Caveat: this file imposes serious security risks and its use is not recommended.

       /etc/sane.d/saned.conf
              Contains a list  of  hosts  permitted  to  access  local  SANE  devices  (see  also
              description of SANE_CONFIG_DIR below).

       /etc/sane.d/saned.users
              If this file contains lines of the form

              user:password:backend

              access to the listed backends is restricted. A backend may be listed multiple times
              for different user/password combinations. The server uses MD5 hashing if  supported
              by the client.

ENVIRONMENT

       SANE_CONFIG_DIR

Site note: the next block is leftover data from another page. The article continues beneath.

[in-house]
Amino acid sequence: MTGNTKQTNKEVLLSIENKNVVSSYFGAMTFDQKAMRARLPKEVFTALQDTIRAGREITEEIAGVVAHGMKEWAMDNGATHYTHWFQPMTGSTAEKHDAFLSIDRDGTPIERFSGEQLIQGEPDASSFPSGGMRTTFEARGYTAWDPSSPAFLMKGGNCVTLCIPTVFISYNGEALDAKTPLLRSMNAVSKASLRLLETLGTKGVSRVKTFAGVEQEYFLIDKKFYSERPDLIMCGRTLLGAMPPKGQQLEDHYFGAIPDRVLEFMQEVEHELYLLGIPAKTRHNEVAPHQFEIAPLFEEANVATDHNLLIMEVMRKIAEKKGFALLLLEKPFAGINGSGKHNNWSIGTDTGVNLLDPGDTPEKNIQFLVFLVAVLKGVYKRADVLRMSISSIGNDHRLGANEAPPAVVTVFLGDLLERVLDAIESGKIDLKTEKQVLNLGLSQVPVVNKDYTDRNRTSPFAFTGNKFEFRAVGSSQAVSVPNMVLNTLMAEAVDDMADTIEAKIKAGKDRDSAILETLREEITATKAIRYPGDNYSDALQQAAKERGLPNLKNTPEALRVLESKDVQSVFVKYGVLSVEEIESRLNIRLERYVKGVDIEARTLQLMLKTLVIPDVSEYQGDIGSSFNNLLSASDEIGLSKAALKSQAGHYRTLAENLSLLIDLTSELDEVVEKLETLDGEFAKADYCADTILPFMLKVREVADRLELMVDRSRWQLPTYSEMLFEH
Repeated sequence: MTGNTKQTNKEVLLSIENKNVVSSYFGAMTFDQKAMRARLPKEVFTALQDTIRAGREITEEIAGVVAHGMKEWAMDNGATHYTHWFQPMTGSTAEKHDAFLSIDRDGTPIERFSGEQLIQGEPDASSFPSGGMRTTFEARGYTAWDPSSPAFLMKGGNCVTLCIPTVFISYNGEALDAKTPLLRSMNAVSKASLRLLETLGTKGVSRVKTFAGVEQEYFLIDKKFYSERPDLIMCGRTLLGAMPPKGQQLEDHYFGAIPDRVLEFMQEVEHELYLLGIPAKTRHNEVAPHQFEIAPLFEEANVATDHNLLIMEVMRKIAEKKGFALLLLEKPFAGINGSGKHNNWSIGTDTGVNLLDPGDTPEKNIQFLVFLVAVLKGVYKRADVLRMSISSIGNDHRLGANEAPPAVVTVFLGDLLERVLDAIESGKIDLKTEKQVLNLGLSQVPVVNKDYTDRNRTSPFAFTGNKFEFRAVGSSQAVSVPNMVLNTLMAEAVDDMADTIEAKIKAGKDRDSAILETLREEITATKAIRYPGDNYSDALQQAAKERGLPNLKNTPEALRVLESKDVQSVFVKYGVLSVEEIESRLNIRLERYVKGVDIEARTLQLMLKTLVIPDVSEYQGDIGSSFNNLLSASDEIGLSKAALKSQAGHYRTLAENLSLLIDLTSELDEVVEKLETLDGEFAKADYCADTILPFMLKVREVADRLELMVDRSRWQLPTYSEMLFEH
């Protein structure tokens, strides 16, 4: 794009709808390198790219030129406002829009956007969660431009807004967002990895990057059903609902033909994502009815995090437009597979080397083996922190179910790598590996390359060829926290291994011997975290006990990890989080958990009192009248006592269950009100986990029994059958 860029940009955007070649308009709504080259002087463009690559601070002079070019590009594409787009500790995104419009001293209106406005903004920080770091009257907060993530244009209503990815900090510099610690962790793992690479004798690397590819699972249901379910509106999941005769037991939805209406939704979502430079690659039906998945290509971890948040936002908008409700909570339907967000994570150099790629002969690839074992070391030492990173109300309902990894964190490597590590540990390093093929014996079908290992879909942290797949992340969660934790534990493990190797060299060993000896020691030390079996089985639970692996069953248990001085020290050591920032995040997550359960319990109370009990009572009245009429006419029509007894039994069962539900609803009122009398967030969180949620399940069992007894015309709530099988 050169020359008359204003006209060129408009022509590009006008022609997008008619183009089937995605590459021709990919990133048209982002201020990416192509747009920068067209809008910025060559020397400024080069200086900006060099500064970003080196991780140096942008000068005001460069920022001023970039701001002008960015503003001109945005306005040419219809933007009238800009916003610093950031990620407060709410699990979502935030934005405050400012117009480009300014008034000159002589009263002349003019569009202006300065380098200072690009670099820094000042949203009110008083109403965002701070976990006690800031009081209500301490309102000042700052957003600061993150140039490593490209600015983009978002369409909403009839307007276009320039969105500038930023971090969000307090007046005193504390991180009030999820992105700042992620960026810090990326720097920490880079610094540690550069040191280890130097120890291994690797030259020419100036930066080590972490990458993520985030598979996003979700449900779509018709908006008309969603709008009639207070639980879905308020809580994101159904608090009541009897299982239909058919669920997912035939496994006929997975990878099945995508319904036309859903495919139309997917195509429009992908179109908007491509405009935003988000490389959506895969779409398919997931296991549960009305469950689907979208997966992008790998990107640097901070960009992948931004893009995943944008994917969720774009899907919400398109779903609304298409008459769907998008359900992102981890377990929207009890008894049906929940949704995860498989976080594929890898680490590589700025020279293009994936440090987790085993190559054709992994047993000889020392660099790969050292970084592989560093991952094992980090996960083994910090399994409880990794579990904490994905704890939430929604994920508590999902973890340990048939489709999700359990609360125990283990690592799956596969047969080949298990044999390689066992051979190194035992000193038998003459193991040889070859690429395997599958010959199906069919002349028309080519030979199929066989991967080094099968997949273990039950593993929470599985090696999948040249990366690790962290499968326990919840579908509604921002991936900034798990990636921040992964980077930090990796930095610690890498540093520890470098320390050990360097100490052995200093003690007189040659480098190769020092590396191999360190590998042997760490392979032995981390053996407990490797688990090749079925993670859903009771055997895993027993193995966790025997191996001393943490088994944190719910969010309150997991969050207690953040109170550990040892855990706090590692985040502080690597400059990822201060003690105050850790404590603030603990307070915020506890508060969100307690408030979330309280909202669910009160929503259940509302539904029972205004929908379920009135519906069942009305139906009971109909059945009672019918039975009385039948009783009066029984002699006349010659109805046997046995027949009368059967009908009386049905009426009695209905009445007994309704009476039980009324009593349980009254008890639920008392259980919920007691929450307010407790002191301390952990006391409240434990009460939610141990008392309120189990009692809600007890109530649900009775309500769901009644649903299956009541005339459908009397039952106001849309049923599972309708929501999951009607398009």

This  environment  variable  specifies the list of directories that may contain the
              configuration file.  Under UNIX, the directories are separated by  a  colon  (`:'),
              under OS/2, they are separated by a semi-colon (`;').  If this variable is not set,
              the configuration file is searched in two default directories: first,  the  current
              working  directory  (".") and then in /etc/sane.d.  If the value of the environment
              variable ends with the directory separator character, then the default  directories
              are  searched  after  the  explicitly  specified directories.  For example, setting
              SANE_CONFIG_DIR to "/tmp/config:" would result in  directories  "tmp/config",  ".",
              and "/etc/sane.d" being searched (in this order).

SEE ALSO

       sane(7),     scanimage(1),     xscanimage(1),     xcam(1),    sane-dll(5),    sane-net(5),
       sane-"backendname"(5)
       http://www.penguin-breeder.org/?page=sane-net

AUTHOR

       David Mosberger

                                           20 Apr 2009                                   saned(8)